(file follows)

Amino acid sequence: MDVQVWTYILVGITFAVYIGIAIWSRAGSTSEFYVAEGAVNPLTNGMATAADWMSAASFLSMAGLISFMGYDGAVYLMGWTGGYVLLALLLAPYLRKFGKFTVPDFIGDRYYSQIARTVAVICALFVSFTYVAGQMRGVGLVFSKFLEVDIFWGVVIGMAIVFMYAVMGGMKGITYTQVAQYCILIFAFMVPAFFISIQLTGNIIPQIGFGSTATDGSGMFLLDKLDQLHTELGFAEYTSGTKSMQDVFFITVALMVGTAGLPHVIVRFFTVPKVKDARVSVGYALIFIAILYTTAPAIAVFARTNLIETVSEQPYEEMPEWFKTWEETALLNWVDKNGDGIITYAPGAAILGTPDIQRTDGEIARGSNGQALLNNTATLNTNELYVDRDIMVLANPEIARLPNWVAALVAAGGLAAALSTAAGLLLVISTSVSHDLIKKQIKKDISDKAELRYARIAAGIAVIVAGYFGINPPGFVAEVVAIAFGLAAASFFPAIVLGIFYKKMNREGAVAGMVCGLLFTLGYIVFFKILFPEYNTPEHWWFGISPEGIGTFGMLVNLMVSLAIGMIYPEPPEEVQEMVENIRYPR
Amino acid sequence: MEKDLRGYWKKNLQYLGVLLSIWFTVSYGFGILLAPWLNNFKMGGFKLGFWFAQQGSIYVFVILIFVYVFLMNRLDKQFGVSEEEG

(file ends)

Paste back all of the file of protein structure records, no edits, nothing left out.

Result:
Amino acid sequence: MDVQVWTYILVGITFAVYIGIAIWSRAGSTSEFYVAEGAVNPLTNGMATAADWMSAASFLSMAGLISFMGYDGAVYLMGWTGGYVLLALLLAPYLRKFGKFTVPDFIGDRYYSQIARTVAVICALFVSFTYVAGQMRGVGLVFSKFLEVDIFWGVVIGMAIVFMYAVMGGMKGITYTQVAQYCILIFAFMVPAFFISIQLTGNIIPQIGFGSTATDGSGMFLLDKLDQLHTELGFAEYTSGTKSMQDVFFITVALMVGTAGLPHVIVRFFTVPKVKDARVSVGYALIFIAILYTTAPAIAVFARTNLIETVSEQPYEEMPEWFKTWEETALLNWVDKNGDGIITYAPGAAILGTPDIQRTDGEIARGSNGQALLNNTATLNTNELYVDRDIMVLANPEIARLPNWVAALVAAGGLAAALSTAAGLLLVISTSVSHDLIKKQIKKDISDKAELRYARIAAGIAVIVAGYFGINPPGFVAEVVAIAFGLAAASFFPAIVLGIFYKKMNREGAVAGMVCGLLFTLGYIVFFKILFPEYNTPEHWWFGISPEGIGTFGMLVNLMVSLAIGMIYPEPPEEVQEMVENIRYPR
Amino acid sequence: MEKDLRGYWKKNLQYLGVLLSIWFTVSYGFGILLAPWLNNFKMGGFKLGFWFAQQGSIYVFVILIFVYVFLMNRLDKQFGVSEEEG